Am I Being Dishonest About Fine-Tuning?

In recent discussions with atheists on Twitter, I’ve encountered objections to the term “fine-tuning.” This term refers to the fact that, according to physics and cosmology, the fundamental physical constants and forces of the universe (the strength of gravity, the strength of electromagnetism, the cosmological constant, the number of spatial dimensions, and so forth) all appear to be precisely “tuned” within an extremely narrow range—an incredibly delicate balance that permits the existence of life in the universe. There are dozens of these constants and forces, and if just one of them had a slightly different value—if it were altered by as little as one part in billions or even trillions—life could not exist.

I find that most of the atheists I encounter have never heard of fine-tuning or the anthropic principle. When I explain it to them, they are aghast and refuse to believe what I’m saying. They frequently accuse me of lying or ignorance.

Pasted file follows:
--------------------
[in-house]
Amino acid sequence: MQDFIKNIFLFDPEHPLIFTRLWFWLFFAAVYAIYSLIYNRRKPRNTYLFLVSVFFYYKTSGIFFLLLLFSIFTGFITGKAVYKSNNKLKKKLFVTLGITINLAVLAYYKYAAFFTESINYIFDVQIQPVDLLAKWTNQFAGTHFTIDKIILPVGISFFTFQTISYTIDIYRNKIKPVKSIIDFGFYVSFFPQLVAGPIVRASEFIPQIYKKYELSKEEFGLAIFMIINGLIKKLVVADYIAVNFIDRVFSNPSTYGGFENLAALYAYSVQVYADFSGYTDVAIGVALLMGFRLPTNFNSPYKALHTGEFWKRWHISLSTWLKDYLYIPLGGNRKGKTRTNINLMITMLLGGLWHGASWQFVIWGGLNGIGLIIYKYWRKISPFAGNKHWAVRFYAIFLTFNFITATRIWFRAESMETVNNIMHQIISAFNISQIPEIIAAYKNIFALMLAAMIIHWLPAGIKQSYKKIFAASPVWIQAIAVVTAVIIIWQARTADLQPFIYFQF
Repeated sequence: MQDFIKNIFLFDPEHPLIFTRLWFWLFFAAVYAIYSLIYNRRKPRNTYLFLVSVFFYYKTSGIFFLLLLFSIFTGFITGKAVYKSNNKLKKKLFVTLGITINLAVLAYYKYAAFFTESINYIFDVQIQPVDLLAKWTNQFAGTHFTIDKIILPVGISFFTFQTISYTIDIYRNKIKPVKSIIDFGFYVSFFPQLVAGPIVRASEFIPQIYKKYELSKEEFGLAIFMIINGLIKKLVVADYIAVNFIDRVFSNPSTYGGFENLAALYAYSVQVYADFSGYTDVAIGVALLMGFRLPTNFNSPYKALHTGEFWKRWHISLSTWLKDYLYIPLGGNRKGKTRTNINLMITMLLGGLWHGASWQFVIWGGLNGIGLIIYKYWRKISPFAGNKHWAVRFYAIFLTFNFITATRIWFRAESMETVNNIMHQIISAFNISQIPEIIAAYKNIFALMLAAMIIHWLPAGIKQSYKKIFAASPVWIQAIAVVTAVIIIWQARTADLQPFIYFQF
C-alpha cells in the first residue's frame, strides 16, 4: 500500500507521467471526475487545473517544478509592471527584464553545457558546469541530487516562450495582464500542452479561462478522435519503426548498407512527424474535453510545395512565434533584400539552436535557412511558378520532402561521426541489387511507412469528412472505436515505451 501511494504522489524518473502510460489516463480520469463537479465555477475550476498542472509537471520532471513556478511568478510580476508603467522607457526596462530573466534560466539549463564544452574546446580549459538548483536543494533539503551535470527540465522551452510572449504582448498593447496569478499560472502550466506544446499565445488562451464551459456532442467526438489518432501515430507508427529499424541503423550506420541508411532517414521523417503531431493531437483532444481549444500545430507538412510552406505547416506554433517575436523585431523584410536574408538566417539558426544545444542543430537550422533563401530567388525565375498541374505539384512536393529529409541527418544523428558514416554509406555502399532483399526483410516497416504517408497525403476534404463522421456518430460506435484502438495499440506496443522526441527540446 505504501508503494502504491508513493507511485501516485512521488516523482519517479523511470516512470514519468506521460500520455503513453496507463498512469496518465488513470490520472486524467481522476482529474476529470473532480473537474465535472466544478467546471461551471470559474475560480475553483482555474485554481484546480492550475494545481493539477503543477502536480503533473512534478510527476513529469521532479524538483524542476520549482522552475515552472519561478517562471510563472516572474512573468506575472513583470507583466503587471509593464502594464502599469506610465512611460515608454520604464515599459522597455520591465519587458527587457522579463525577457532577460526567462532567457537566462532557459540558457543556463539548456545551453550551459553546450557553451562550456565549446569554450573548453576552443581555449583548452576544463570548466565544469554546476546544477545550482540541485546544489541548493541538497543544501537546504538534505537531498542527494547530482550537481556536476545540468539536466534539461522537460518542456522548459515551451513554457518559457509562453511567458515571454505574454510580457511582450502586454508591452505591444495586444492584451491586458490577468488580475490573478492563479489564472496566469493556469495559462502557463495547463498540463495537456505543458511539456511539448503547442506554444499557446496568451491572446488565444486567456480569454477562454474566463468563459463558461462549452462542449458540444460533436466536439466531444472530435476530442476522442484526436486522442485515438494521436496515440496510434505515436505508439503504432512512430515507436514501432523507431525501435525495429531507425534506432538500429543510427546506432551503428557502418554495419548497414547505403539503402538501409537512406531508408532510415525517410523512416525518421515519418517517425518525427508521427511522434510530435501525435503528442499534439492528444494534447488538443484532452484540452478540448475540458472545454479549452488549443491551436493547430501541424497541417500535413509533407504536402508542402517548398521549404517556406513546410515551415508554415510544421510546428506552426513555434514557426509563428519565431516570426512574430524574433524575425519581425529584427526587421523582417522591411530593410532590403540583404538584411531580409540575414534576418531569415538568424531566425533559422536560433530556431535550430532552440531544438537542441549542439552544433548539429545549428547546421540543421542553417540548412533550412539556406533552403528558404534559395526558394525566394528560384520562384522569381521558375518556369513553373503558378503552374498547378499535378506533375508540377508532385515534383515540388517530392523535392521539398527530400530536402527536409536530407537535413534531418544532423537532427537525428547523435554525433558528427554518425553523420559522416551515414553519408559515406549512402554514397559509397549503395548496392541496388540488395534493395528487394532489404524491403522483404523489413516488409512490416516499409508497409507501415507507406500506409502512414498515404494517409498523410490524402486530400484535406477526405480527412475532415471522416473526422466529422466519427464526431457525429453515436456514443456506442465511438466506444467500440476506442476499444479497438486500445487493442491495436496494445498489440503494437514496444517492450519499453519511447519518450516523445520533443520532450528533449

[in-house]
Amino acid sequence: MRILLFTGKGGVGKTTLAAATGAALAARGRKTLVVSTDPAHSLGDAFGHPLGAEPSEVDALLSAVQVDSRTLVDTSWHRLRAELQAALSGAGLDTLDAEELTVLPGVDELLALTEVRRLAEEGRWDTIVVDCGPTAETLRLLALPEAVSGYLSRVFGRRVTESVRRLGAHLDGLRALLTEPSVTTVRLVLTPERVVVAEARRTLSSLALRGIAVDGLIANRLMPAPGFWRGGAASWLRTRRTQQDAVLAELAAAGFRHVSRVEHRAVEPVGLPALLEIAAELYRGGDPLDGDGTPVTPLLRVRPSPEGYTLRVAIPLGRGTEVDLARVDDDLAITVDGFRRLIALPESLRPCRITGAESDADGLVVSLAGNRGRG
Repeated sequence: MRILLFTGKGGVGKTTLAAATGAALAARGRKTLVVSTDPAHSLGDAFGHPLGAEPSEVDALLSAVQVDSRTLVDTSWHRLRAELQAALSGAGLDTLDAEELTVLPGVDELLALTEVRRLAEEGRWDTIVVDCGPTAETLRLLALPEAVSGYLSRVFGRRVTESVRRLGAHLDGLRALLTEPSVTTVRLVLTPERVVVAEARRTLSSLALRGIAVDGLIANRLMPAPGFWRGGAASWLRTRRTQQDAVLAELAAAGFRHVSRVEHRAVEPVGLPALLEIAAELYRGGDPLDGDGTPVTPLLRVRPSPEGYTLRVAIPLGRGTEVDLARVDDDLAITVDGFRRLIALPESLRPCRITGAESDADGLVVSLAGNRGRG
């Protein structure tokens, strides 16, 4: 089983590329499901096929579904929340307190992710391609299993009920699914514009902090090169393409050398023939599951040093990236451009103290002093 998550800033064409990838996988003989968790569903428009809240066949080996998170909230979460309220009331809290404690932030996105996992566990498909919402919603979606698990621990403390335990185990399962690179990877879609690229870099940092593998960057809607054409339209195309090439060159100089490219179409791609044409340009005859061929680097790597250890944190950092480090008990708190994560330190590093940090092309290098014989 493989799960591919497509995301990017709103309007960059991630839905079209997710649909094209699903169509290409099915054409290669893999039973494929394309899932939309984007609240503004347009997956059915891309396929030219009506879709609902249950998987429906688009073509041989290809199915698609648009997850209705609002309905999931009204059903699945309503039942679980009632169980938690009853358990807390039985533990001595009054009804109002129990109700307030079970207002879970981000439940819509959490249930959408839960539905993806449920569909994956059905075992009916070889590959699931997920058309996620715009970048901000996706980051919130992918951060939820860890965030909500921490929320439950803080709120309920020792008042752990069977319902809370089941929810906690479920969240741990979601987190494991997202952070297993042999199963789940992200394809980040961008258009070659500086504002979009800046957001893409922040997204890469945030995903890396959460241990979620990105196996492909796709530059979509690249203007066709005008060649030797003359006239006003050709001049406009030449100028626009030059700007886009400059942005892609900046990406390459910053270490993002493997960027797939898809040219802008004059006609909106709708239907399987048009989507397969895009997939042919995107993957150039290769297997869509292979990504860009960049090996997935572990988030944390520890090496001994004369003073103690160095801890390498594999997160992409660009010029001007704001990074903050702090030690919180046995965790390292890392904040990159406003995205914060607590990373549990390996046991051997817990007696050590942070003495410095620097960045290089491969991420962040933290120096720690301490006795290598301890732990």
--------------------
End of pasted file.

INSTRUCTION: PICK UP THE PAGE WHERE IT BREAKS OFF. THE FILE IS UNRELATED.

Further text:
Those who are more astute and well-read will frequently object to the term “fine-tuning” because they think that even using that term is stacking the deck. “‘Fine-tuning’ requires a Fine-Tuner,” wrote one. “The term ‘fine tuning’ is a conclusion disguised as a premise: the argument is truly, technically circular.”

To his thinking, the term “fine-tuning” implies intentional tinkering with the laws of physics by a deity. That’s not how the term is commonly used and understood within the scientific community. “Fine-tuning” is actually a values-neutral, secular, scientific term that describes the nature of the constants and forces of the universe. Physicists, cosmologists, and astronomers actually do observe the universe to be “fine-tuned” without regard to how it got that way. It’s a description of the state of the universe, and does not presuppose how the universe got that way.

Whether or not there was a “Fine-Tuner” (i.e., God), the universe is fine-tuned. It is certainly conceivable that the universe could have come into existence by random-chance processes—with all of its physical constants and forces balanced within that incredibly narrow range, and without the intentional intervention of a “Fine-Tuner.”